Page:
I have a friend who is pretty successful but works in a high-pressure job. Every few years, when the work grind is getting too tough, he has an antidote.
“I take the rest of the day off and go watch Office Space,” he says.
Office Space is that kind of movie. Written and directed by the legendary Mike Judge (of Beavis and Butthead fame), the 1999 dark comedy stars Ron Livingston as one of three disgruntled office workers who struggle to cope with the monotony of their jobs at a Texas-based software company. Though the movie did not break the bank at the box office, it has become a cult classic and iconic representation of cubicle life and corporate bureaucracy.
Peter Gibbons (Livingston) loathes his job, TPS reports, and his many bosses, particularly his martinet supervisor Bill Lumbergh—hilariously portrayed by Gary Cole—who has a habit of asking rhetorical questions before piling more work onto Peter.
“Hello Peter, what’s happening? Ummm, I’m gonna need you to go ahead and come in tomorrow. So if you could be here around 9 that would be great, mmmk… oh oh! and I almost forgot ahh, I’m also gonna need you to go ahead and come in on Sunday too, kay. We ahh lost some people this week and ah, we sorta need to play catch up.”
‘It’s Not That I’m Lazy, I Just Don’t Care’
It’s a relatable problem, and a frustrating one. Peter’s company, Initech, is canning people. This not only has everyone freaked out about losing their job, but now Peter is being “asked” by his boss to work on weekends to make up for it.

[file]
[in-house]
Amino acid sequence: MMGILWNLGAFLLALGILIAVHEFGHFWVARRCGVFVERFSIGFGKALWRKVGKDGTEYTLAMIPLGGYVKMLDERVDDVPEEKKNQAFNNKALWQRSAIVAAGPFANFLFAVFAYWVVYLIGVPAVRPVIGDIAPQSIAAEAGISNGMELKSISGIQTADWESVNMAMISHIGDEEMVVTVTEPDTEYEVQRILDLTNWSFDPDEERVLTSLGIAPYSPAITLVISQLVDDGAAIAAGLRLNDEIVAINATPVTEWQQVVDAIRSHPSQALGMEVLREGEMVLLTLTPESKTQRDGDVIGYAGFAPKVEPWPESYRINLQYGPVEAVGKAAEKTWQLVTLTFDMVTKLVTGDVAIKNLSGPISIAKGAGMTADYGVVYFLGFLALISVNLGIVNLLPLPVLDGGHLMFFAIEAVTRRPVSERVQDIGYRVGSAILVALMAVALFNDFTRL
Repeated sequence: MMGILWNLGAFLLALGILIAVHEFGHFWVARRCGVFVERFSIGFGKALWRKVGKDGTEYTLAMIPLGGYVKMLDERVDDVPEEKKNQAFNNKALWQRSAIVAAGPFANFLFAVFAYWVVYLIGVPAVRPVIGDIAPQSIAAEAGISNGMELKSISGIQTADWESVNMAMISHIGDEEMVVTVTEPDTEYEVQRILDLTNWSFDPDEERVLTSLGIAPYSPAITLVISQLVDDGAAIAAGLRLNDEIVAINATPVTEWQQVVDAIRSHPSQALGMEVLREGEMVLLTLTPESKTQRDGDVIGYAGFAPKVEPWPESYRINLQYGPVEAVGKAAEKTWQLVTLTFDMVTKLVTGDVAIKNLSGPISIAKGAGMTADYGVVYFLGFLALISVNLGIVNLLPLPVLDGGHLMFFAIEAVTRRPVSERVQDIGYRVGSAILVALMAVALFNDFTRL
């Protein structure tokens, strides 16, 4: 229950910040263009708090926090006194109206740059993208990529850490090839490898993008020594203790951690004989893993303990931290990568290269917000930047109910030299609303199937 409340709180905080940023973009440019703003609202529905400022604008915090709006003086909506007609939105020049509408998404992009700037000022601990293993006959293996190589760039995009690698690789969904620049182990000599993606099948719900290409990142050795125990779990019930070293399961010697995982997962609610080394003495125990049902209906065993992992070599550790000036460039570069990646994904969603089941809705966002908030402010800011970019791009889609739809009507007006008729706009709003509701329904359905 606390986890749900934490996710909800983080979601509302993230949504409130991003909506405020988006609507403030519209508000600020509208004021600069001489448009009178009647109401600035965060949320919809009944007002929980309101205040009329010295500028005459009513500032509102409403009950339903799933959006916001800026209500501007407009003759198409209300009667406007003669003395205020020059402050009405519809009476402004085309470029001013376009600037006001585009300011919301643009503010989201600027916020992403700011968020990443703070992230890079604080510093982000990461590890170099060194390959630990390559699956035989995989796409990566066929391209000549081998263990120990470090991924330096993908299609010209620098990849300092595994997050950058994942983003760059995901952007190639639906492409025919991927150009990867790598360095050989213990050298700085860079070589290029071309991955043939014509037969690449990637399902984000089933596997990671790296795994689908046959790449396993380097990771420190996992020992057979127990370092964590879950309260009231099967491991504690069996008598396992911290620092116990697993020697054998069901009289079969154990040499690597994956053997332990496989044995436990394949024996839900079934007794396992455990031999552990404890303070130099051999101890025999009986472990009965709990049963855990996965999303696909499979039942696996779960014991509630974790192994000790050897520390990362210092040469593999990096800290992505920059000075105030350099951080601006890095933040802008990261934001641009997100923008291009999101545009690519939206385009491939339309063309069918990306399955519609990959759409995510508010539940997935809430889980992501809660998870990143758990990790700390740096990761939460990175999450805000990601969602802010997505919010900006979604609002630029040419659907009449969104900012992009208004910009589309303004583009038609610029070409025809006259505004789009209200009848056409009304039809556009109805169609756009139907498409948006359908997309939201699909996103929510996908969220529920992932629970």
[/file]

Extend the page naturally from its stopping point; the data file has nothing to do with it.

Peter naturally feels powerless in the situation. Telling your boss no is hard. And his inability to push back on Lumbergh compounds his misery at work.
Peter’s life takes a turn, however, when he goes to see a hypnotherapist named Dr. Swanson with his girlfriend (who all his friends seem to think is cheating on him). During the session, Dr. Swanson has a heart attack while hypnotizing Peter. But before he keels over we see his hypnotherapy, which was designed to relieve Peter’s work stress, has worked—but a little too well. Suddenly Peter doesn’t care about anything. He sleeps in, misses work, loses his girlfriend (who indeed was cheating on him)—and he couldn’t be happier about it.
We expect this is going to cause problems for Peter. Instead, his life improves in every way. He’s more relaxed and better rested. He picks up the beautiful waitress at Chotchkie’s, Joanna (Jennifer Aniston), and they start to fall in love and watch Kung Fu together in the evenings. He renovates his cubicle and impresses “the Bobs”—two consultants hired to assess which employees are expendable and should be fired—with his candor.